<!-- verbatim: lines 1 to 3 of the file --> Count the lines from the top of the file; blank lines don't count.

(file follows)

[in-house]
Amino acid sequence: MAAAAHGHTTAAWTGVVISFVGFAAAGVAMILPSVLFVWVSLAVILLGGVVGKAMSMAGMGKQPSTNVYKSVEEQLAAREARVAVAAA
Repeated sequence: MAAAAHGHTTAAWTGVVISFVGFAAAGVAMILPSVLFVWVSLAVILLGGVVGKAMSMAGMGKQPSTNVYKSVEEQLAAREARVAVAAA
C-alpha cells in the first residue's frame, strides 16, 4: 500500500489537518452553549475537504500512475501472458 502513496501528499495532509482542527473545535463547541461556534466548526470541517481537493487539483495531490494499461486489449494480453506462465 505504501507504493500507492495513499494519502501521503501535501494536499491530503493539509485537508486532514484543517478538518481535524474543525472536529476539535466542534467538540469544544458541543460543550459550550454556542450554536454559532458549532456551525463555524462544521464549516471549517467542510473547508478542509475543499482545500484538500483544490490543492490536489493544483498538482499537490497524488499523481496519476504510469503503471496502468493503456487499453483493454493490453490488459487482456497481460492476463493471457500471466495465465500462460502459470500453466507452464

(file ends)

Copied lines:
[in-house]
Amino acid sequence: MAAAAHGHTTAAWTGVVISFVGFAAAGVAMILPSVLFVWVSLAVILLGGVVGKAMSMAGMGKQPSTNVYKSVEEQLAAREARVAVAAA
Repeated sequence: MAAAAHGHTTAAWTGVVISFVGFAAAGVAMILPSVLFVWVSLAVILLGGVVGKAMSMAGMGKQPSTNVYKSVEEQLAAREARVAVAAA